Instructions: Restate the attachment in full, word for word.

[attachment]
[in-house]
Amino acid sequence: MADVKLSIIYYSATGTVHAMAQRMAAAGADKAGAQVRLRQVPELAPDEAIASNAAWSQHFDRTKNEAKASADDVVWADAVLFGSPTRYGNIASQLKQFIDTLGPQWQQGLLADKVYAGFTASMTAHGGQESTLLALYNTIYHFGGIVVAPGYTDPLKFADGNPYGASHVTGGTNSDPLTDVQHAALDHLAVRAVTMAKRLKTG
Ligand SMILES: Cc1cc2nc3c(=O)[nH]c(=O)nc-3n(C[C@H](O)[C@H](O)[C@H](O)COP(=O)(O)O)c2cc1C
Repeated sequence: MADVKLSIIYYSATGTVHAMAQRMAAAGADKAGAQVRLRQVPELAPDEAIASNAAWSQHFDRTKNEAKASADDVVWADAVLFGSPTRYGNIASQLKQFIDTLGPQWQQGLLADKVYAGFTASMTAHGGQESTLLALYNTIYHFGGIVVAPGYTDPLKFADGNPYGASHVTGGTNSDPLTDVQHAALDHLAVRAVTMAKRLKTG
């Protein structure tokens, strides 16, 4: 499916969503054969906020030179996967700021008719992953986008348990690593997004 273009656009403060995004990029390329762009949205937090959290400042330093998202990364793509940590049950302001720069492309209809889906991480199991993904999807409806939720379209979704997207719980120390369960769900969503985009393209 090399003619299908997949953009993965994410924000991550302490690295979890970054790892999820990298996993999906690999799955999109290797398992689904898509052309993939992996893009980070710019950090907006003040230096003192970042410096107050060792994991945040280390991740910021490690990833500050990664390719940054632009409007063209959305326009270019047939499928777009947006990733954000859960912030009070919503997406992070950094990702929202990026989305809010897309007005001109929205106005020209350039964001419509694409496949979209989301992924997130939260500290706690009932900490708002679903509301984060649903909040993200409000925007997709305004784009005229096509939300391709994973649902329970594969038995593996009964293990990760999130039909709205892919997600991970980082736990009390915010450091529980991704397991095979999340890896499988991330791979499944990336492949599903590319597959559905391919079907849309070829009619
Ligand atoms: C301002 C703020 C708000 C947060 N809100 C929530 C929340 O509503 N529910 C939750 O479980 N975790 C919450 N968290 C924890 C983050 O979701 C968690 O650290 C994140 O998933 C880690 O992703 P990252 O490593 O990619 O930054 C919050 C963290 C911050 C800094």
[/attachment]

[in-house]
Amino acid sequence: MADVKLSIIYYSATGTVHAMAQRMAAAGADKAGAQVRLRQVPELAPDEAIASNAAWSQHFDRTKNEAKASADDVVWADAVLFGSPTRYGNIASQLKQFIDTLGPQWQQGLLADKVYAGFTASMTAHGGQESTLLALYNTIYHFGGIVVAPGYTDPLKFADGNPYGASHVTGGTNSDPLTDVQHAALDHLAVRAVTMAKRLKTG
Ligand SMILES: Cc1cc2nc3c(=O)[nH]c(=O)nc-3n(C[C@H](O)[C@H](O)[C@H](O)COP(=O)(O)O)c2cc1C
Repeated sequence: MADVKLSIIYYSATGTVHAMAQRMAAAGADKAGAQVRLRQVPELAPDEAIASNAAWSQHFDRTKNEAKASADDVVWADAVLFGSPTRYGNIASQLKQFIDTLGPQWQQGLLADKVYAGFTASMTAHGGQESTLLALYNTIYHFGGIVVAPGYTDPLKFADGNPYGASHVTGGTNSDPLTDVQHAALDHLAVRAVTMAKRLKTG
């Protein structure tokens, strides 16, 4: 499916969503054969906020030179996967700021008719992953986008348990690593997004 273009656009403060995004990029390329762009949205937090959290400042330093998202990364793509940590049950302001720069492309209809889906991480199991993904999807409806939720379209979704997207719980120390369960769900969503985009393209 090399003619299908997949953009993965994410924000991550302490690295979890970054790892999820990298996993999906690999799955999109290797398992689904898509052309993939992996893009980070710019950090907006003040230096003192970042410096107050060792994991945040280390991740910021490690990833500050990664390719940054632009409007063209959305326009270019047939499928777009947006990733954000859960912030009070919503997406992070950094990702929202990026989305809010897309007005001109929205106005020209350039964001419509694409496949979209989301992924997130939260500290706690009932900490708002679903509301984060649903909040993200409000925007997709305004784009005229096509939300391709994973649902329970594969038995593996009964293990990760999130039909709205892919997600991970980082736990009390915010450091529980991704397991095979999340890896499988991330791979499944990336492949599903590319597959559905391919079907849309070829009619
Ligand atoms: C301002 C703020 C708000 C947060 N809100 C929530 C929340 O509503 N529910 C939750 O479980 N975790 C919450 N968290 C924890 C983050 O979701 C968690 O650290 C994140 O998933 C880690 O992703 P990252 O490593 O990619 O930054 C919050 C963290 C911050 C800094």